New Zealand has undertaken an investigation into the presence of the Asian-native Harlequin ladybug (Harmonia axyridis), which first arrived in Auckland in 2016, and has found it already too widespread for a successful eradication campaign (1).
This ladybug is larger than native ladybirds and can prey on them, having the potential to reduce populations of beneficial insects in New Zealand vineyards.
Adult harlequin ladybugs are 5-8 mm long and 4-6.5 mm wide. They are highly variable in both colour and pattern. The hard shiny wing case colour may be orange, red or black (Figure 1). Orange and red forms may be patterned with 0 to 21 black spots or may display a grid-like black pattern. Black forms usually have two or four large orange or red spots. Other forms can have bars or stripes or be black with large patches of pale colour. The segment bearing the first set of legs is creamish-yellow with black markings; with these marking being in the form of four black spots, two curved lines, a black M-shaped mark or a solid black trapezoid (Figure 2)(2).
Geographic distribution of this pest is wide through natural dispersal and intentional introductions in Asia, Europe, North and South America, Middle East, South Africa, New Zealand (Figure 3) (3).
This begs some questions: is this pest already in Australia? Are our beneficial vineyard insects already under threat from this predator? Should we be on the look out for this pest? And are we finding this bug at the border?
The harlequin ladybird is a highly mobile generalist predator, with a long history of introductions as a biological control agent of scale insects (including mealybugs) and aphids around the world. It has been favoured for the biological control of aphids since the early 1900s because of its size, diverse dietary range, efficiency as a predator and wide niche colonisation ability. These very traits now contribute to the invasive nature of this beetle (2).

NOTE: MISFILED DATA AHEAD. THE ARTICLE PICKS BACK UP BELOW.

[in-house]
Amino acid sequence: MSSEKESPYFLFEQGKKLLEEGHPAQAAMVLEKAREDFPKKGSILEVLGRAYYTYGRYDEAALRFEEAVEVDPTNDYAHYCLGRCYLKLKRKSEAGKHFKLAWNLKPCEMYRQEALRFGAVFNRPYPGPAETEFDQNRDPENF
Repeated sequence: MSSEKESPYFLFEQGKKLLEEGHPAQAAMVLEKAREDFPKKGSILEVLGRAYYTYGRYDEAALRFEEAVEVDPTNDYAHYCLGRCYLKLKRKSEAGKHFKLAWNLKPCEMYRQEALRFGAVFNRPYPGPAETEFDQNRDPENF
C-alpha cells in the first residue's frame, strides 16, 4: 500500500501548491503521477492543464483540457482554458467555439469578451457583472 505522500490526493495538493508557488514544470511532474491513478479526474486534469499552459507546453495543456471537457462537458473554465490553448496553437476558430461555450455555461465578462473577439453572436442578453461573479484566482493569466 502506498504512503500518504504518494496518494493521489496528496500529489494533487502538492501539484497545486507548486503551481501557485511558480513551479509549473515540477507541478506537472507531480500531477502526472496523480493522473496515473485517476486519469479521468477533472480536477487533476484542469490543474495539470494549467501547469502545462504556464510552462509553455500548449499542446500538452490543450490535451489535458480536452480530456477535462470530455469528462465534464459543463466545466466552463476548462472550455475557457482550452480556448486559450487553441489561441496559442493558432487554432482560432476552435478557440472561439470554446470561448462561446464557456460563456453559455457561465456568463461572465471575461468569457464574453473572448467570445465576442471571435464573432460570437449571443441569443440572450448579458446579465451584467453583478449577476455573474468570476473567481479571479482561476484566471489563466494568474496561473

Importantly, H. axyridis has been recorded overseas as impacting the wine industry. It has a tendency to harbour inside grape bunches prior to harvest and can cause taint in resulting wines. It is also deemed a domestic nuisance pest, aggregating in buildings over winter.
In answer to some of the questions posed above: We have not formally investigated if this pest is already in Australia, but it is currently classified as exotic, despite past intercepts at the national border and does pose a very real threat to our native ladybirds (5). While it’s on the radar internationally, we encourage growers on a local level to keep a watching brief on this ladybug and let us know what you find.
 A published report indicates that between 2009 – 2014, 37 intercepts were recorded at the national border (4)